Wednesday, November 11, 2009

Vinyl Records: Music by students, for students

By Alex Gray

CHAPEL HILL -- The national record industry is undergoing big changes because of digitalization. But Vinyl Records, a nonprofit, student-run record label for student bands at UNC Chapel Hill, is coming on strong.

Vinyl Records, an official UNC student organization, operates out of a donated room in Hill Hall.

Student volunteers run it, providing services including music production and engineering; graphic design; event-booking, development and promotion; and fundraising.

In summer 2007, Allen Mask, now a senior journalism major and a music and entrepreneurship double-minor, developed the idea for Vinyl while studying at the Berklee College of Music in Boston.

"What if we had a record label for students, and supported by students, to help create some kind of mechanism for student acts to get their music out?" Mask asked rhetorically. "You would have a 360-degree learning experience for everyone."

An enthusiastic Mask presented his idea to Jeff Dorenfeld, Berklee professor and former manager of Ozzy Osbourne, the famous rock singer. Dorenfeld laughed and called Mask's idea utopian.

But when Mask returned to UNC in fall 2007, he started to make Vinyl a reality.

Mask knew it would not be easy, so he contacted a friend at UNC, Tripp Gobble, to help.

"He (Mask) sent me a Facebook message shortly before school started that said, 'Big plans, hope you're down,'" Gobble said. Gobble, now a senior environmental studies major, wondered what Mask had in mind. When he found out, he liked the idea.

So over the next two years, Mask and Gobble wrote an official business plan, applied for several grants and pitched ideas to UNC staff and students.

"That was two years of blood, sweat and tears to get this thing going," Mask said.

The work paid off. In May 2008, Vinyl received a $25,000 grant from the Carolina Entrepreneurial Initiative Innovations Fund, sponsored by the Kenan Institute of Private Enterprise. The entrepreneurial fund, launched in 2004, helps creative entrepreneurships get going.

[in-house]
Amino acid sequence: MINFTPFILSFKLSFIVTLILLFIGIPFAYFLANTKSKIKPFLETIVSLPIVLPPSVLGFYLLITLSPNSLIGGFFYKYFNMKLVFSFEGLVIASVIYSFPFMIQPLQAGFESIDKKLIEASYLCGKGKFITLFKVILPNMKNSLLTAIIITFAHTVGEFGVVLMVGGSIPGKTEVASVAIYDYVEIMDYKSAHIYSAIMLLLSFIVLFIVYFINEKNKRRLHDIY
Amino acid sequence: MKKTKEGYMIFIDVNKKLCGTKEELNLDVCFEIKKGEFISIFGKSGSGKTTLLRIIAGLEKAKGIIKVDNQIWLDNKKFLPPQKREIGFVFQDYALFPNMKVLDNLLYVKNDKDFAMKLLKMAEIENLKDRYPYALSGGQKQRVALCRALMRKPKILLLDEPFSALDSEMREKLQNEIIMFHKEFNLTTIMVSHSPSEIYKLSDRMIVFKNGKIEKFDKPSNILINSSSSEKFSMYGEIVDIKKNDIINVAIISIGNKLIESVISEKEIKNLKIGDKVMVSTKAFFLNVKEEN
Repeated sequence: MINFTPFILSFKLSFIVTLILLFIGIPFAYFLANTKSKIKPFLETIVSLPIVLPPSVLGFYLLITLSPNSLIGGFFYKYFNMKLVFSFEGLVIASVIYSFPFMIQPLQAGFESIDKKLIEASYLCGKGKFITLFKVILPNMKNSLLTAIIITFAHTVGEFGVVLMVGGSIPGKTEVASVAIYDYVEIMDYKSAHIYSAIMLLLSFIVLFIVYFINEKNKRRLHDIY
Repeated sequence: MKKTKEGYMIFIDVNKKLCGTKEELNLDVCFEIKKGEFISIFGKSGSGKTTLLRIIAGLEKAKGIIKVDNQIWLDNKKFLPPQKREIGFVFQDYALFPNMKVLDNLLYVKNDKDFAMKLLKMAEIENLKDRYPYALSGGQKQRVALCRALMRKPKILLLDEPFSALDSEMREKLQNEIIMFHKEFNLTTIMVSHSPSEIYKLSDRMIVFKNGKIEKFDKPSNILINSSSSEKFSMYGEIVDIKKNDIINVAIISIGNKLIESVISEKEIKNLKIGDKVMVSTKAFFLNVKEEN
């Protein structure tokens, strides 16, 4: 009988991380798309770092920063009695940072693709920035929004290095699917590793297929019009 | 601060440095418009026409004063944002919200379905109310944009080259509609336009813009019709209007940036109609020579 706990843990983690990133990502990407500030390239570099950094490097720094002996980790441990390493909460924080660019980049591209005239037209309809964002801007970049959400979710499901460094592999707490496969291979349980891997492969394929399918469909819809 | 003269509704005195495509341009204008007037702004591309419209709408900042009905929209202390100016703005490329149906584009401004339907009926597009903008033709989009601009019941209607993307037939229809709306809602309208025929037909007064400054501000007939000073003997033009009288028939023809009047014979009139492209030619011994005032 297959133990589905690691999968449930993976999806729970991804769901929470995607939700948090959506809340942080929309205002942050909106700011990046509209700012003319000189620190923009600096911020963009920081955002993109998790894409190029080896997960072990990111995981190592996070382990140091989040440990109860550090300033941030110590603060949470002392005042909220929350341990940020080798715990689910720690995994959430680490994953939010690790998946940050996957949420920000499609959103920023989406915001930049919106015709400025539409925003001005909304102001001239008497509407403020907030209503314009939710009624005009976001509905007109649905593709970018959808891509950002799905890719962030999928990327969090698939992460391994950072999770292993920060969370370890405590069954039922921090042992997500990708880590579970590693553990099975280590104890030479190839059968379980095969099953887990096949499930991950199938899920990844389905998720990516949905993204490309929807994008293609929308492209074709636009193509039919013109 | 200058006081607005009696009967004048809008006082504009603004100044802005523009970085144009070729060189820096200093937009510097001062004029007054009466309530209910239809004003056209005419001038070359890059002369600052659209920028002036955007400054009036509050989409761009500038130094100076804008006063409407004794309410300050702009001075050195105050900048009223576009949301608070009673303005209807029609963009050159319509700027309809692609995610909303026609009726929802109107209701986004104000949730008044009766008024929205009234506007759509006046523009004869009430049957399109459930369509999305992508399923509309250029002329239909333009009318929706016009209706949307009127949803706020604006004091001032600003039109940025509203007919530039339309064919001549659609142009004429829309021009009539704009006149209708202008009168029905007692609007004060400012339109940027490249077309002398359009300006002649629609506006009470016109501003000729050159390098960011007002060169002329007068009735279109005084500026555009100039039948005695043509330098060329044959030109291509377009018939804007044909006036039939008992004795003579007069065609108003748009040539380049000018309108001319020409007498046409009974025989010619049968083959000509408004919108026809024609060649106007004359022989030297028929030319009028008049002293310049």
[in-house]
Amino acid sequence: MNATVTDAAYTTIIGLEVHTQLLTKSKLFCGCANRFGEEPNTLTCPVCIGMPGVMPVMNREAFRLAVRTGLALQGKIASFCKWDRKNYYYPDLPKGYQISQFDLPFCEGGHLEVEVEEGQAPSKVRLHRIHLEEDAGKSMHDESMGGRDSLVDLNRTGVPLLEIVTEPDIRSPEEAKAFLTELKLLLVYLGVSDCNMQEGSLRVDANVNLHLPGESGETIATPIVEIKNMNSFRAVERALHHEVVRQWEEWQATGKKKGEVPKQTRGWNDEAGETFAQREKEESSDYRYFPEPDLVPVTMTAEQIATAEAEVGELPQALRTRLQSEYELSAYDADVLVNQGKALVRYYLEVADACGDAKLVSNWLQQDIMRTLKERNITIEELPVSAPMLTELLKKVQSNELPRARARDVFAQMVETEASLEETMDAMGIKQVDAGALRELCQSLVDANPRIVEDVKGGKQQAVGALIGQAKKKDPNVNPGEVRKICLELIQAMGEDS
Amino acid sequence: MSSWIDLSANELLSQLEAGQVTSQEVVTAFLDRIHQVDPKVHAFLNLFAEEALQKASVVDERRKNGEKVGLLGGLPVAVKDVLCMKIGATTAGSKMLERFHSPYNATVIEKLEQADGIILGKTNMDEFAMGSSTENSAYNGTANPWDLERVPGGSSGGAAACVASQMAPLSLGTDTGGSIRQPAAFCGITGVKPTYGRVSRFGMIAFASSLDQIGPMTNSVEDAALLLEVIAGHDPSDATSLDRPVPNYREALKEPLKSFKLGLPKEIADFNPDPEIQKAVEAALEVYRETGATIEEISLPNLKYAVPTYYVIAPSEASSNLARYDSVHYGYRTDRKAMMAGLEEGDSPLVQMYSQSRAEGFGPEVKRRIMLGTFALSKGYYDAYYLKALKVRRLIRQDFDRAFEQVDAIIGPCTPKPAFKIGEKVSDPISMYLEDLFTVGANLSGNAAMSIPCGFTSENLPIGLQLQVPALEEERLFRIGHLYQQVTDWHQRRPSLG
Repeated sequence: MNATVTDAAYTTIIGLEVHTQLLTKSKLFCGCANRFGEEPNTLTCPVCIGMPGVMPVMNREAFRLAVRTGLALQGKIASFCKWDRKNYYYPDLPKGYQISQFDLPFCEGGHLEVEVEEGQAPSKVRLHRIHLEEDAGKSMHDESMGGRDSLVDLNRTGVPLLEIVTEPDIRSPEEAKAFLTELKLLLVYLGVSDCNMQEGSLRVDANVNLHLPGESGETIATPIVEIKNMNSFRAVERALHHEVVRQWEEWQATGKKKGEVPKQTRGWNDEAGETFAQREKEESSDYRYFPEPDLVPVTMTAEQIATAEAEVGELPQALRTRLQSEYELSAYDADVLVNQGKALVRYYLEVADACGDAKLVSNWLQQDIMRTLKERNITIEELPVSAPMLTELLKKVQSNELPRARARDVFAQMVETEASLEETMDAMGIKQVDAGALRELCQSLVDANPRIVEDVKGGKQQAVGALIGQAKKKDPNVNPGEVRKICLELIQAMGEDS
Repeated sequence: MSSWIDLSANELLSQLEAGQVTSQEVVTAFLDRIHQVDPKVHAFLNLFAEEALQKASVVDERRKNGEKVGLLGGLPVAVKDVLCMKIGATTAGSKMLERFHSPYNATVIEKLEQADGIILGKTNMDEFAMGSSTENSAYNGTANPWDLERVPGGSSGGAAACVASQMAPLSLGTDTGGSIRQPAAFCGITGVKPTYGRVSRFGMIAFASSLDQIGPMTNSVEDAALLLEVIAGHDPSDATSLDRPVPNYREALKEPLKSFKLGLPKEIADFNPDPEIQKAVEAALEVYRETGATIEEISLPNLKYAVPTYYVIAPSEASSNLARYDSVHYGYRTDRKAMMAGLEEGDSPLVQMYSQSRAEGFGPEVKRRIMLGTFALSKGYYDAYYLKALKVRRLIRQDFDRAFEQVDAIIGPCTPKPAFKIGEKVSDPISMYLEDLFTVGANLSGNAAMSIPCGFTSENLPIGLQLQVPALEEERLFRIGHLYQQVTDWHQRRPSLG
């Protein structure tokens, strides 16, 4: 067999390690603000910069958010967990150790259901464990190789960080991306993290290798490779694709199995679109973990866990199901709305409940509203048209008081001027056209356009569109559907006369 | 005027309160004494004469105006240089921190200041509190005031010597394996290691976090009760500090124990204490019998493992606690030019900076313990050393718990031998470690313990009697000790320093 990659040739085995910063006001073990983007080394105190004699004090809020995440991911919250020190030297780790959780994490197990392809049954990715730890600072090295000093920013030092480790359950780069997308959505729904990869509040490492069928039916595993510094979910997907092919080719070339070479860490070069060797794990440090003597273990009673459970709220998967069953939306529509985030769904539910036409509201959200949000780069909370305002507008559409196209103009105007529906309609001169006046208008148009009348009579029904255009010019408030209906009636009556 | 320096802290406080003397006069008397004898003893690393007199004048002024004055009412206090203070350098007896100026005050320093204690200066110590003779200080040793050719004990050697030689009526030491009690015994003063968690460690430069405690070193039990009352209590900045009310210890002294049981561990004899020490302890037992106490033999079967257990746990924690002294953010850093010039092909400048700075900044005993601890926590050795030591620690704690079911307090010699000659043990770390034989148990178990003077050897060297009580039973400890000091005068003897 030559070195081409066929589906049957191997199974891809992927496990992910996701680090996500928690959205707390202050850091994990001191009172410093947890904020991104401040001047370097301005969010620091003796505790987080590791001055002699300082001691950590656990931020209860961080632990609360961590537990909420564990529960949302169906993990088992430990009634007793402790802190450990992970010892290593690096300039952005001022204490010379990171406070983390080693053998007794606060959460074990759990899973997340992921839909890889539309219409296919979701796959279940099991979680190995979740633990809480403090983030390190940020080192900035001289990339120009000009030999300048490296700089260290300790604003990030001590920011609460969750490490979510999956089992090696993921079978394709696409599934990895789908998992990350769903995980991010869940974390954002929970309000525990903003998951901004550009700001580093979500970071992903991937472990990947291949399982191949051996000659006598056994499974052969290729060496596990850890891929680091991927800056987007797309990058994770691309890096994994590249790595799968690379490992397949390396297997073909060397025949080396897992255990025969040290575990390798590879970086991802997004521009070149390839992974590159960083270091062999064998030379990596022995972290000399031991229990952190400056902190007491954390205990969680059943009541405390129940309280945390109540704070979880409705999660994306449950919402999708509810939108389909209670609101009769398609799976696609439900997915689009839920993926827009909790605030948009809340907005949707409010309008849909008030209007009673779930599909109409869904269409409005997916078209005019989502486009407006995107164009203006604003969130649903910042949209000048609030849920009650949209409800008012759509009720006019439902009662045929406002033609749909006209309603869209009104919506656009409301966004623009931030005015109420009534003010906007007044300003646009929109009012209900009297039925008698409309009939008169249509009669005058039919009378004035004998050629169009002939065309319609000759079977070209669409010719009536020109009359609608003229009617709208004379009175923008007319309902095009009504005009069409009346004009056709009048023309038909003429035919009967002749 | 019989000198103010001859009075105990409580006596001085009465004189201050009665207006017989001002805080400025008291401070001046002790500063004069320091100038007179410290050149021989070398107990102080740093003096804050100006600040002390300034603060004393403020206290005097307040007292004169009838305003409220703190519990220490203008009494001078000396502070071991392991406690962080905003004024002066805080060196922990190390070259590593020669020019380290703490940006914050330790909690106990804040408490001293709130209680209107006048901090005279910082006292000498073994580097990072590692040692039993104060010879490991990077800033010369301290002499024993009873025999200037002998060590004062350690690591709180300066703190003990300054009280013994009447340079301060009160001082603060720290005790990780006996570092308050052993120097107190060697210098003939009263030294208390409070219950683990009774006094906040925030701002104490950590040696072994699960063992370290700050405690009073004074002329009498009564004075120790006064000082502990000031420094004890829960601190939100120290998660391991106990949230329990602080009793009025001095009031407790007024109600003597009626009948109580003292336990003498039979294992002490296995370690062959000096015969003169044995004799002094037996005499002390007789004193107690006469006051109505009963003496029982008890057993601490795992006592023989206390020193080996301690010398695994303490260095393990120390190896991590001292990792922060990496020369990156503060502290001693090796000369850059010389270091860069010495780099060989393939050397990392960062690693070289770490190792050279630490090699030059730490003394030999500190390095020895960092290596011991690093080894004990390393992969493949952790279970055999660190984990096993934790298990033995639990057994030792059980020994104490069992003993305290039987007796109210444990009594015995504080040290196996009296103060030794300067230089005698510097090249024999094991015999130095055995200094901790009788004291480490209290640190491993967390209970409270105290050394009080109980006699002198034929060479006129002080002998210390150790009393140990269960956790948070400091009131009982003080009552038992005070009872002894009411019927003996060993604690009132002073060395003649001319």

Mask attributes Vinyl's funding success to the business plan.

"We ran it as a startup," Mask said. "Not a student organization but a business."

On a yearly budget of $7,500, Vinyl can produce three albums, operate the studio, maintain its Web site and do all the other tasks needed to run the business. Student government cannot give money for manufacturing albums and merchandise but provides fund-raising loans to support such activities. Sale of merchandise, typically at concerts, also goes toward operating costs, Gobble said.

Vinyl began buying equipment for its own studio, paying for its artists to record in other studios and recruiting new bands.

"We had already signed three bands when we got the grant," Gobble said. "With the money, we were able to get them moving along recording."

Vinyl has a community focus. All artists must apply and provide an audio sample. Gobble and Mask choose who gets to audition. Artists who pass auditions are featured in a battle-of-the-bands concert such as "September Showdown" and "February Faceoff." Students vote for their favorite band, and the winner gets signed.

Nasir Abbas, a senior communications studies major, is a member of Lake Inferior, one of Vinyl's artists.

"We were signed last fall after the September Showdown," Abbas said. Vinyl "allowed us to do a lot of things we wanted to do as a band."

"This past summer we did an East Coast tour they booked for us," Abbas said. "We got to play a couple nights in New York City, which was awesome. That's pretty much everything I wanted to do."

Vinyl "did not have everything installed in the studio yet," Abbas said, "so they paid for us to record in a studio in Raleigh." Lake Inferior's new album, an energetic indie-rock work, will be released Thursday.

Since Lake Inferior's recording, Vinyl has constructed its own studio in room 25, Hill Hall.


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